A notable difference between these two lines is the 3-ply versus 5-ply construction. The ALCHIMY line features a 3-ply construction of 18/10 stainless steel, a heat conductive aluminum middle layer, and a durable and induction-compatible exterior. The AFFINITY collection performs more similarly to copper cookware, featuring a 5-ply construction made up of 3 layers of conductive aluminum, sandwiched between 2 layers of high-quality stainless steel.
BENEFITS OF STAINLESS STEEL
Less prone to rusting
Works ideally on induction and flat-top stoves
No seasoning necessary
- Safe for oven use and induction cooktops
Easy to clean, low maintenance, and dishwasher safe
What is Stainless Steel Cookware Best For?
When it comes to browning, braising, caramelizing, or making sauces - reach for stainless steel. It’s going to give meat and seafood dishes (and even veggies) an even heating surface, plus it’s non-reactive, so you can achieve intense flavors from sauces and other cooking liquids without worrying about potential reactivity from acidic foods. If you want copper-like performance without the hefty price tag, de Buyer stainless steel is the next best thing.
Aluminum is a quick heat conductor
Lightweight and easy to maneuver
nonstick and easy to clean
Requires little to no fats or oils for lighter meals
No seasoning necessary
WHAT IS NONSTICK COOKWARE BEST FOR?
The nonstick pan is every cook's favorite for ease of use and hassle-free cleaning. It’s the perfect choice for the plethora of foods that can be made on a stovetop, from the perfect fried eggs to a mess-free pancake breakfast. Flipping, frying, and tossing are what these pans was made to do.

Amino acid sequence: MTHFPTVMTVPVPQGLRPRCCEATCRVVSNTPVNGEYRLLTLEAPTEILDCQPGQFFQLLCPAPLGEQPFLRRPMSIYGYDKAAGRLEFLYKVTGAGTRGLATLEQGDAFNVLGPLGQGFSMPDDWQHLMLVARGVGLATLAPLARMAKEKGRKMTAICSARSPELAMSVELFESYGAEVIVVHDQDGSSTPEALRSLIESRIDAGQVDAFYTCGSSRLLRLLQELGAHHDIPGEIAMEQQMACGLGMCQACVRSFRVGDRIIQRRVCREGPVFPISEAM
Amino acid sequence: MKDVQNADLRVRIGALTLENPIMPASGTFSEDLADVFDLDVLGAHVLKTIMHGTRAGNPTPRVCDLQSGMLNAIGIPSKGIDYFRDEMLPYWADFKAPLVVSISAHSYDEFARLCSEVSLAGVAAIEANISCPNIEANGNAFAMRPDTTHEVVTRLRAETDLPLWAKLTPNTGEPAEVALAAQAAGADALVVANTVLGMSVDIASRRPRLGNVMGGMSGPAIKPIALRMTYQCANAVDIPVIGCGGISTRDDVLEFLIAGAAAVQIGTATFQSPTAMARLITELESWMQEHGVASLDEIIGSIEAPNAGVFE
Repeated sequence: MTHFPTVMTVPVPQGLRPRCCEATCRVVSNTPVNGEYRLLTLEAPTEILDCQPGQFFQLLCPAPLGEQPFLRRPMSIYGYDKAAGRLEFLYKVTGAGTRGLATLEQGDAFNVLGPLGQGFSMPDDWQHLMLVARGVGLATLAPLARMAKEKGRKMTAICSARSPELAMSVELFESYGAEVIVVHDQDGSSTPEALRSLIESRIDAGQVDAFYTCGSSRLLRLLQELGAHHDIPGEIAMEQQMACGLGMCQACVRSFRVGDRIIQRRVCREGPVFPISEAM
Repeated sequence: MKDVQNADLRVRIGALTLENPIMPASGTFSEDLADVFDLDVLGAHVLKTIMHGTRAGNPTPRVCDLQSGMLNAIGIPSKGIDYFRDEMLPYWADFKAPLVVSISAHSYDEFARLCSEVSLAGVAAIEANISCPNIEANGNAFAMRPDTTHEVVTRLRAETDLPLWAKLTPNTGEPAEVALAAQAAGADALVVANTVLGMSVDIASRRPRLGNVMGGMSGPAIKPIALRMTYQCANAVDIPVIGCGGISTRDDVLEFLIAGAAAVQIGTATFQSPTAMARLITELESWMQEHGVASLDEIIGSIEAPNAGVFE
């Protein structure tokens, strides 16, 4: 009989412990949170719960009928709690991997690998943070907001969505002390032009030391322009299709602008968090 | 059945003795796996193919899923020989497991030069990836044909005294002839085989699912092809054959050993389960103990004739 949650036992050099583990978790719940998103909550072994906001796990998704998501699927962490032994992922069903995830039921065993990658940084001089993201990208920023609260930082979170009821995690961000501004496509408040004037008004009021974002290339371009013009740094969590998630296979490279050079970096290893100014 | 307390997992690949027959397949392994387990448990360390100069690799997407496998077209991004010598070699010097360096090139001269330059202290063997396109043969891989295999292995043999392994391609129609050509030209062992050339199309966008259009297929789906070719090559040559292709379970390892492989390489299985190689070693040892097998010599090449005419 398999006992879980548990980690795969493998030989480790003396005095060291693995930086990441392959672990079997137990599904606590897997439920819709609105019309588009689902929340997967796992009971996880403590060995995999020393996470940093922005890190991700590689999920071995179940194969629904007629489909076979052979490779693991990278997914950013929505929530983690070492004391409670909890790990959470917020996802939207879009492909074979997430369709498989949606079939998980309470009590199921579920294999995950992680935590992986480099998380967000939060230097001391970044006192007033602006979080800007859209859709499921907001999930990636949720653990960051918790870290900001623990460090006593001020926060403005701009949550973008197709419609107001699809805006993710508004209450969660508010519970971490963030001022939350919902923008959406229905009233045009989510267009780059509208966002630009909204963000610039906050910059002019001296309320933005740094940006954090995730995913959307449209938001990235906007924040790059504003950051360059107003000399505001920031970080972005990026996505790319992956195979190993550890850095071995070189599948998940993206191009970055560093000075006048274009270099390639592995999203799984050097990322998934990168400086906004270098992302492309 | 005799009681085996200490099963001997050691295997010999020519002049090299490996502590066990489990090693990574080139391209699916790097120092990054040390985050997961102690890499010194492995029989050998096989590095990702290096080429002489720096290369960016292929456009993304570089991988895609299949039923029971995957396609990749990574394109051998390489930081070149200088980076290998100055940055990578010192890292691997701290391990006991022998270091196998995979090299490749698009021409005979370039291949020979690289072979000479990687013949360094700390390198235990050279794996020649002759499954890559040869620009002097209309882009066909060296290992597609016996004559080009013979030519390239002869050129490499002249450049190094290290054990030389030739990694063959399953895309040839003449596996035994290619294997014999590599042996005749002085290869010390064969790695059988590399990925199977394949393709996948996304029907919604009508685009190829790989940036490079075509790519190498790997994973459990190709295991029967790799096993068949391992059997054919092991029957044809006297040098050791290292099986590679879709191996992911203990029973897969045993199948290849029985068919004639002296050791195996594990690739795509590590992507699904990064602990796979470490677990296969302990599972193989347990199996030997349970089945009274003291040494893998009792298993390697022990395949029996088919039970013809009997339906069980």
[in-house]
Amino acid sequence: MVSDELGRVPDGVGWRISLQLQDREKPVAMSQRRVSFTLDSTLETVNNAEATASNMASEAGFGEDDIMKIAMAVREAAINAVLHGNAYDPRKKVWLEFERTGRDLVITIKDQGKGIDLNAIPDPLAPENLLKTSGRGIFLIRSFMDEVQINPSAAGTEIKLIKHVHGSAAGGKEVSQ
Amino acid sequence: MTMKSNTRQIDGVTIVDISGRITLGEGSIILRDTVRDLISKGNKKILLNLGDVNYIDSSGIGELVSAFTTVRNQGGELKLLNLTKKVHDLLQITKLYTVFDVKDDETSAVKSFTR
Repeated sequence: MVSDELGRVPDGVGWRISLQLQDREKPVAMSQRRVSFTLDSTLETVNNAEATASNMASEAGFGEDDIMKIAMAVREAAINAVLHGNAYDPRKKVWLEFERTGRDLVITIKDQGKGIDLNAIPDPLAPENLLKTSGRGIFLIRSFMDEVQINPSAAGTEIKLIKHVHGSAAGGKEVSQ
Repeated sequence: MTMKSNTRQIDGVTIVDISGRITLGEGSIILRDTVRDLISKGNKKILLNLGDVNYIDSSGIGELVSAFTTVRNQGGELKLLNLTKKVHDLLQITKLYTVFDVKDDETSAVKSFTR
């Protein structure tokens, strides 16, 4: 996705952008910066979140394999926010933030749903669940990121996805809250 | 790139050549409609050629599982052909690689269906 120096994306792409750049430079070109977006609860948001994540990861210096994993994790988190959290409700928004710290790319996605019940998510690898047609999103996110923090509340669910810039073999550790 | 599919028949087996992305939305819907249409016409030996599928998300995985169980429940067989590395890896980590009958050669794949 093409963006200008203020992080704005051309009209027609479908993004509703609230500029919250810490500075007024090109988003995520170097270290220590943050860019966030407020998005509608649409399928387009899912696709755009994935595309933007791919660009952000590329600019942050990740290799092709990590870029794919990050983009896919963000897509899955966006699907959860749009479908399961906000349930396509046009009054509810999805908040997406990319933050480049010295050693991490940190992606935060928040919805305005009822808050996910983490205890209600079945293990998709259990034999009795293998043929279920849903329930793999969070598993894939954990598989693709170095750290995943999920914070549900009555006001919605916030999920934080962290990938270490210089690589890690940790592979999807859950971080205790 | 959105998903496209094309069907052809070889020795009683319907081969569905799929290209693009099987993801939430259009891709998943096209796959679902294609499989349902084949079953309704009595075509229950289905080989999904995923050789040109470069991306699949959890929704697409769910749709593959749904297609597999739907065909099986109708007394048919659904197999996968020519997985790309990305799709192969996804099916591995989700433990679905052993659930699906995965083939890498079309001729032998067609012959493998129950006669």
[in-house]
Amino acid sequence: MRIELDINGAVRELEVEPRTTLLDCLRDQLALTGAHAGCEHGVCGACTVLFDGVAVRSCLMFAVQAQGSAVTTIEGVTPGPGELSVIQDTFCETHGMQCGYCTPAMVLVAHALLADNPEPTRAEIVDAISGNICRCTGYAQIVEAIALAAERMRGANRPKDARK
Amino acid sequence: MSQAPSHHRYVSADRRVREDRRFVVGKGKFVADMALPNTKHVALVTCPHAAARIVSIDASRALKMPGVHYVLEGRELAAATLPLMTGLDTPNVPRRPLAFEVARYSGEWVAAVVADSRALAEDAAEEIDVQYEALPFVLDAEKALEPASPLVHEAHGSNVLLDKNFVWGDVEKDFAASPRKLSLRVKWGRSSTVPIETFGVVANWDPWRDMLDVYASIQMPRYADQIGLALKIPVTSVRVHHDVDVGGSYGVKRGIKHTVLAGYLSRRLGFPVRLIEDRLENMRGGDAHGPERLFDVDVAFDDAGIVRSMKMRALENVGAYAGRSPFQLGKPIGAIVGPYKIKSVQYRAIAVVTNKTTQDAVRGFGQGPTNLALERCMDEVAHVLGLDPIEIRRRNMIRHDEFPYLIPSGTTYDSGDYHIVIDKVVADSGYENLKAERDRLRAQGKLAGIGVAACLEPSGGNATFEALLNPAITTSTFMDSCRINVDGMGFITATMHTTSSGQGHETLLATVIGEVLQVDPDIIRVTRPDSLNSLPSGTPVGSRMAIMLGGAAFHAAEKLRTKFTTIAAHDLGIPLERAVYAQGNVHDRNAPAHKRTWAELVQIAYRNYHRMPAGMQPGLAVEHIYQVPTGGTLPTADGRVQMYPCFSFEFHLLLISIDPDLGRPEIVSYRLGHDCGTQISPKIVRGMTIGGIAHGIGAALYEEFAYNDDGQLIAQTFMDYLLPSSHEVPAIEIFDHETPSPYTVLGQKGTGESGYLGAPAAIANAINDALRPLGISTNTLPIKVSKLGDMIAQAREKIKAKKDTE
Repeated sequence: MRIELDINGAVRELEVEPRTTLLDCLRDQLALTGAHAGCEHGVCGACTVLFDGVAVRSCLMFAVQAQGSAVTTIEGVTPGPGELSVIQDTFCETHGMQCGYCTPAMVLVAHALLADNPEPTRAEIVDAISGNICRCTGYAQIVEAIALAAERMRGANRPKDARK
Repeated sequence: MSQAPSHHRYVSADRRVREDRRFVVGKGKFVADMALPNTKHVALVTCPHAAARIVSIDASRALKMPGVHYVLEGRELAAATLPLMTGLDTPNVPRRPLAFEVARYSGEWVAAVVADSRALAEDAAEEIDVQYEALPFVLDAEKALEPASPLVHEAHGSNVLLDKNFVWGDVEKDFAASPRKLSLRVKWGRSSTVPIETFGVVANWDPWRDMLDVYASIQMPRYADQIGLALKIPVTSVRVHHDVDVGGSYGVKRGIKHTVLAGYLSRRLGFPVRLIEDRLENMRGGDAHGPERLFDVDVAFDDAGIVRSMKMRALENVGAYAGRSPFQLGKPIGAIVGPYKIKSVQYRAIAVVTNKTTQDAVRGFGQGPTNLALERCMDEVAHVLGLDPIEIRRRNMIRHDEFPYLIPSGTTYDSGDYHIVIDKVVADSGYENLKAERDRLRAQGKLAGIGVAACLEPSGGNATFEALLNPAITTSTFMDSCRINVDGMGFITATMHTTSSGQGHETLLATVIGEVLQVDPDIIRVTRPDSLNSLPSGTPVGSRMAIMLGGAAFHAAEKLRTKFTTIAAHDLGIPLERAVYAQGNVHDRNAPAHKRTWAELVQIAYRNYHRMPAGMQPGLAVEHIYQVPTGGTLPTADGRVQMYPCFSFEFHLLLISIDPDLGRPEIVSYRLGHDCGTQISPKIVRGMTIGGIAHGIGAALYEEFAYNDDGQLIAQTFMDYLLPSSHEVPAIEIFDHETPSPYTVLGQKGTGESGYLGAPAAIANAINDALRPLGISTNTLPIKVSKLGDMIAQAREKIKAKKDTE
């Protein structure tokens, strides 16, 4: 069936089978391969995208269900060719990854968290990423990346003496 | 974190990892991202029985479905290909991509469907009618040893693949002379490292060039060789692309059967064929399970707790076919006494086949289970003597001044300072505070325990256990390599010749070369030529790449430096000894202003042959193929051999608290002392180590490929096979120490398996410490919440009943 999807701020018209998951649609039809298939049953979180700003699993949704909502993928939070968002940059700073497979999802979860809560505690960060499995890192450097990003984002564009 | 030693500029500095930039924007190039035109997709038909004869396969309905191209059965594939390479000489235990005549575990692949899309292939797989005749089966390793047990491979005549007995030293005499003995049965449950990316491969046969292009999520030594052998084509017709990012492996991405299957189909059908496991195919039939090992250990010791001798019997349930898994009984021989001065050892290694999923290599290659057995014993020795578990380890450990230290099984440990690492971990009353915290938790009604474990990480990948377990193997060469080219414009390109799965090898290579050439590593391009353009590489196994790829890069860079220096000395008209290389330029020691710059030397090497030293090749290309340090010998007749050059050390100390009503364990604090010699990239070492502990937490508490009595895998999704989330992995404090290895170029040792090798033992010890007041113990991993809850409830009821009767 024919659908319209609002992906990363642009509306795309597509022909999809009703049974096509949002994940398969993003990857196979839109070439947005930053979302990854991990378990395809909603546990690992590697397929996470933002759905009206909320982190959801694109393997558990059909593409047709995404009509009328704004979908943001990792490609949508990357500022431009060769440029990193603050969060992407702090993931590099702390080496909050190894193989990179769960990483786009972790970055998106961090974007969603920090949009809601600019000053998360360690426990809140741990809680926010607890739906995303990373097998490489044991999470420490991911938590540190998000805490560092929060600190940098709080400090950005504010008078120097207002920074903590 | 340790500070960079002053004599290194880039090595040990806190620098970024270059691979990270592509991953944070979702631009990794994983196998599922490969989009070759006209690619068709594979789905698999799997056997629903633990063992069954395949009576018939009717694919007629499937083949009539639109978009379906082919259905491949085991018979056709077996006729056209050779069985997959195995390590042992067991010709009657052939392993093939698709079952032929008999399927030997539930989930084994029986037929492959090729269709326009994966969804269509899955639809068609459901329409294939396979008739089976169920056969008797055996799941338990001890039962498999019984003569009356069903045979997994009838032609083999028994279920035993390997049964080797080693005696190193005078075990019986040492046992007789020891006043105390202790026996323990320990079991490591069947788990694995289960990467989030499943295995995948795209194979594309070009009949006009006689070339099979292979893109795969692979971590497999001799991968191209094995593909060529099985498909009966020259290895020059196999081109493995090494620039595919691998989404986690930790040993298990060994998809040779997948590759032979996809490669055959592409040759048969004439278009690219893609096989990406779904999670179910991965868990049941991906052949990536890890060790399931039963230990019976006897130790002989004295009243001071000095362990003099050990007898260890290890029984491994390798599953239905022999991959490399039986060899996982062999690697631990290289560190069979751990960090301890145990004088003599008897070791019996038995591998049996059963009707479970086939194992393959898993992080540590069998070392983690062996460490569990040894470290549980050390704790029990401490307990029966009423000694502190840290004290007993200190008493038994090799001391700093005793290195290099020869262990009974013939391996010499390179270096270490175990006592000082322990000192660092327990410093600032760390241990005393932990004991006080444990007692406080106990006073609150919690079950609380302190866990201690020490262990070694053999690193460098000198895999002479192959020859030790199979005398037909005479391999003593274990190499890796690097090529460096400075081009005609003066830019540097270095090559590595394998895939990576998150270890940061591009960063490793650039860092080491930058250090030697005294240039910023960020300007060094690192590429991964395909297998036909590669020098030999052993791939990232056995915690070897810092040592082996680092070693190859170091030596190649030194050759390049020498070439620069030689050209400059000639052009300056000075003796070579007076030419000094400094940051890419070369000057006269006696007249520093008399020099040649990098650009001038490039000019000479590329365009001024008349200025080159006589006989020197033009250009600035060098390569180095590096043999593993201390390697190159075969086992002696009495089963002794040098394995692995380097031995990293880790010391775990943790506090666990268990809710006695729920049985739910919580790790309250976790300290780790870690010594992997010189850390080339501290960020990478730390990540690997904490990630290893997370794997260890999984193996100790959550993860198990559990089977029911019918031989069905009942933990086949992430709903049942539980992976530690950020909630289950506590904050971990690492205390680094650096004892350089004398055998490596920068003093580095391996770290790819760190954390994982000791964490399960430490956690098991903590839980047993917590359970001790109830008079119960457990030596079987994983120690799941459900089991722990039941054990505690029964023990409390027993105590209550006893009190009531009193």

If your dinner repertoire involves dishes that require both stovetop and oven cooking, like meats or baked pasta, reach for our CHOC Intense collection since it is compatible for use with all heating sources, including oven use and induction cooktops. The perfect tool for quick and easy weeknight meals.
Offers the best heat conduction and reactivity
Great for delicate creations, like caramel
Very impressive aesthetically
Both Copper collections are oven safe
- The PRIMA MATERA collection is one-of-a-kind being induction-ready
WHAT IS COPPER COOKWARE BEST FOR?
Copper gives you the best thermal conductivity on the block. If you’re cooking anything that’s particularly sensitive to shifts in temperature, copper is excellent because it’s able to hold onto heat and release it quickly, thereby maintaining consistency. For soups, sauces, and reductions, nothing beats the consistency of copper.
Like stainless steel, copper is another eye-catching option, especially if your kitchen is set up to display your cookware. If you opt for copper in your kitchen, be sure to put a little elbow grease into maintaining it’s signature shine. A quick polish using our Copper Cleaner is all you need to keep it looking as good as the day you bought it. Or on the other hand, you can embrace the patina that it'll build up over time and show off all the hard work that your copper cookware has put in for you.